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  • Publication Date: 02-2007
  • Content Type: Working Paper
  • Institution: International Crisis Group
  • Abstract: After eight years in power, President Hugo Chávez won an overwhelming re-election in December 2006. Flush with oil revenues, bolstered by high approval ratings and at the start of a six-year term, he expresses confidence about advancing what he calls his Bolivarian Revolution, named after Simón Bolívar, the country's independence hero, and installing his still only vaguely defined “Socialism of the 21st Century”. There are concerns in Venezuela and much of the hemisphere, however, that to do so the ex-colonel and one-time coup leader may be willing to sacrifice democratic principles. He is not yet a dictator and for the most part has not tried to act in a dictatorial manner, but the trend toward autocracy is strong. If he continues to build personal power at the expense of other institutions and militarise much of the government and political life, there will be serious risks for internal conflict, especially if the oil boom that cushions the economy falters.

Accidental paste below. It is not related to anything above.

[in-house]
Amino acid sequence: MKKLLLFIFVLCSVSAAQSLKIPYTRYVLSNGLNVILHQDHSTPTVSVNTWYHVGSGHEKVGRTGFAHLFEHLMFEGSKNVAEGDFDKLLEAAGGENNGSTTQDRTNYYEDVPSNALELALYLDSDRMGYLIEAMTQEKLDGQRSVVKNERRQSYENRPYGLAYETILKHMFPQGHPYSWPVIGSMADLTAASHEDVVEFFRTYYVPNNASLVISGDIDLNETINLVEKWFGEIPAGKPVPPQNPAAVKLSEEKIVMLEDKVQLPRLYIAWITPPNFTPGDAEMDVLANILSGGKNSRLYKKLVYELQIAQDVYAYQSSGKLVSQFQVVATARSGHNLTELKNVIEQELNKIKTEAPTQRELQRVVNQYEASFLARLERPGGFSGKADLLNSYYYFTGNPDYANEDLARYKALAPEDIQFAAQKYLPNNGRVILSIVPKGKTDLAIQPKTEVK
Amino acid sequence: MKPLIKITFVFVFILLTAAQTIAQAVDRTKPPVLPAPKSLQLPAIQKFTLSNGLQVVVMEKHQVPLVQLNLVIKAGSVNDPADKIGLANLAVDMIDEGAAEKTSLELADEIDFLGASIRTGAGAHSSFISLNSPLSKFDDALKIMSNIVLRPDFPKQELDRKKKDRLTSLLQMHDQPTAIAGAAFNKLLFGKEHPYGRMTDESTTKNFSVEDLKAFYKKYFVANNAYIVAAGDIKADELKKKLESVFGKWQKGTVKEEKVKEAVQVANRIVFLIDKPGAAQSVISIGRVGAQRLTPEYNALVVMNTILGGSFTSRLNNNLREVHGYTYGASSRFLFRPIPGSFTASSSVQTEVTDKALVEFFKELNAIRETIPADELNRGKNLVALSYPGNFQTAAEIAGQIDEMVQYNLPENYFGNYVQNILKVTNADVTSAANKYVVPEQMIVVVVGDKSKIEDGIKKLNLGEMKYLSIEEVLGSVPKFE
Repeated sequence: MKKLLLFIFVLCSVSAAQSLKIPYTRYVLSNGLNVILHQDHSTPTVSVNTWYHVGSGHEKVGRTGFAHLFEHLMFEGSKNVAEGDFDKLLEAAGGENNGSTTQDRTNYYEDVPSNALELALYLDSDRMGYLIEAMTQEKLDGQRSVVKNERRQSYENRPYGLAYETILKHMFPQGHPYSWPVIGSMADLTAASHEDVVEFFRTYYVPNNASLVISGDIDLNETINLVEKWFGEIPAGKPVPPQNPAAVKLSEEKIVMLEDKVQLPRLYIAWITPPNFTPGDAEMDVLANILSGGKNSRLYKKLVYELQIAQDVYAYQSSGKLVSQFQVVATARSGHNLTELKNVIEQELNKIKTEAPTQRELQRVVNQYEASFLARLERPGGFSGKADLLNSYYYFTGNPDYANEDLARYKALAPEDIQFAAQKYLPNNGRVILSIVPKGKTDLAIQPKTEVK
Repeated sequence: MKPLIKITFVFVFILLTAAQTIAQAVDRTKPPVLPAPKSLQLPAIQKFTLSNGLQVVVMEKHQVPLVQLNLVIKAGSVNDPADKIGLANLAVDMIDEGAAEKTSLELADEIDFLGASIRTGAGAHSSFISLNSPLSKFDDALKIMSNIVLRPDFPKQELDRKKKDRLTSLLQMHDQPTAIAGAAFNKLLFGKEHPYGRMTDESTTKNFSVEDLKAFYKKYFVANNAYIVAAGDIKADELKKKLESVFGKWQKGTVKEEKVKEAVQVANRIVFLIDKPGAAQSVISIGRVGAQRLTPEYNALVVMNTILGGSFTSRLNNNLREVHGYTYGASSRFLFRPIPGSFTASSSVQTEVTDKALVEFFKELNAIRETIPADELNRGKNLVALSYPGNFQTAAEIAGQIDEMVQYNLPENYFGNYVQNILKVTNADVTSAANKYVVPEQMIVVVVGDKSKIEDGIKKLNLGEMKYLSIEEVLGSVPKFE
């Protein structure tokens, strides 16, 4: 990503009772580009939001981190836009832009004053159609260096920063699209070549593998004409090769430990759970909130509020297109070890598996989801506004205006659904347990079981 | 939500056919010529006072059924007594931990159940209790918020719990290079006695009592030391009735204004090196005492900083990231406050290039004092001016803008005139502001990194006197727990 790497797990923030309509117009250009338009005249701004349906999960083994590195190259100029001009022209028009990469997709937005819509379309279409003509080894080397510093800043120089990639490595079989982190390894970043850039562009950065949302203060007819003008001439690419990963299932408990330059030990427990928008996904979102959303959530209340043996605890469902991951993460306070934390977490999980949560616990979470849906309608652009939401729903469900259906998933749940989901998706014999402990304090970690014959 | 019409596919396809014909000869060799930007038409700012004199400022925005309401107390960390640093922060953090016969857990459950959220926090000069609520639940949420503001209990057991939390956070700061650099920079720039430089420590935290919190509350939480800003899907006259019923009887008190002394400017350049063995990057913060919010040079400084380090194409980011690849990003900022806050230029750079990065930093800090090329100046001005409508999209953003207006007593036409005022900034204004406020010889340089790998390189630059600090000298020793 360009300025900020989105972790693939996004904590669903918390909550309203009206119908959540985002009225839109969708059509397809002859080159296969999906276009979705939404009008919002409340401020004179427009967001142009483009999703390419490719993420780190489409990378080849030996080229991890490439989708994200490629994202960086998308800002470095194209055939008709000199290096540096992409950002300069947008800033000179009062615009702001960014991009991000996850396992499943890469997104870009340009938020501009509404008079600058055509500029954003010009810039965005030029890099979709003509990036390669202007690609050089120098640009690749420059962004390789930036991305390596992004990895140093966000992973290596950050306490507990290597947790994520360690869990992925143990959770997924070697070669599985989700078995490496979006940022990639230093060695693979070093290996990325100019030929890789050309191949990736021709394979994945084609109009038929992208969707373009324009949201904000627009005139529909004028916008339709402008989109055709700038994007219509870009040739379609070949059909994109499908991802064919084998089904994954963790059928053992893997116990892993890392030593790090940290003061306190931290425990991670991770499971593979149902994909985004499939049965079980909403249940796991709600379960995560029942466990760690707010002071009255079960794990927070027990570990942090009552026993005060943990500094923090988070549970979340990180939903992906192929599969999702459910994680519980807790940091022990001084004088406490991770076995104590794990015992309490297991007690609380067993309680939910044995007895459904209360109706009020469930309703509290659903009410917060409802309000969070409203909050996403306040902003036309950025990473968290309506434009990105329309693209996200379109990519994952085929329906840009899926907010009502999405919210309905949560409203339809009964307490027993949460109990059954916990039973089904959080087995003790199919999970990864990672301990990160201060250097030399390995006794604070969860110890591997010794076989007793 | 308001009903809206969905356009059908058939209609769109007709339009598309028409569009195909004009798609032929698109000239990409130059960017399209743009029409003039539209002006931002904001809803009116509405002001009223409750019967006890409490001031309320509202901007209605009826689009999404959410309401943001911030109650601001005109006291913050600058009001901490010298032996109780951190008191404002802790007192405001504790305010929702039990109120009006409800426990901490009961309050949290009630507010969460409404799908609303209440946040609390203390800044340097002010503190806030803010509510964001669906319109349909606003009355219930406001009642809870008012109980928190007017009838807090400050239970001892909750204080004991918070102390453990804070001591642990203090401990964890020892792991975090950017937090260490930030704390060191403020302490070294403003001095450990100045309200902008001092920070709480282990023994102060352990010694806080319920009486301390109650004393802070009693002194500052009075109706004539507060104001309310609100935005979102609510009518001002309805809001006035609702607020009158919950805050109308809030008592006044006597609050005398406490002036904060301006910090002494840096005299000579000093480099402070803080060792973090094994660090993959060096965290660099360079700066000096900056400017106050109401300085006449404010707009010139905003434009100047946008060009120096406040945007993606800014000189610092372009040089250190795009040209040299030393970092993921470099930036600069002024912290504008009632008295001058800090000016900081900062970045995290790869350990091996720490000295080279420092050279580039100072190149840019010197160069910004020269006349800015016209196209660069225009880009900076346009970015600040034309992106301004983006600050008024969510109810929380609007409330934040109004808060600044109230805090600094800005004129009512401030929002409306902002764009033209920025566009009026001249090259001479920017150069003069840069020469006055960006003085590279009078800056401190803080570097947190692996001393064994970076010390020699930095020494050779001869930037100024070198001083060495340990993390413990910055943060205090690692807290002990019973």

• Topic: International Relations, Development, Politics
  • Political Geography: South America, Tanzania
  • Publication Date: 12-2006
  • Content Type: Working Paper
  • Institution: International Crisis Group
  • Abstract: Slowly, incrementally, the realisation that a new strategy is needed for Iraq finally is dawning on U.S. policy- makers. It was about time. By underscoring the U.S. intervention's disastrous political, security, and economic balance sheet, and by highlighting the need for both a new regional and Iraqi strategy, the Baker-Hamilton report represents an important and refreshing moment in the country's domestic debate. Many of its key – and controversial – recommendations should be wholly supported, including engaging Ira n and Syria, revitalising the Arab-Israeli peace process, reintegrating Baathists, instituting a far-reaching amnesty, delaying the Kirkuk referendum, negotiating the withdrawal of U.S. forces with Iraqis and engaging all parties in Iraq.
  • Topic: Foreign Policy, Development
  • Political Geography: United States, Iraq, Middle East
  • Publication Date: 09-2006
  • Content Type: Working Paper
  • Institution: International Crisis Group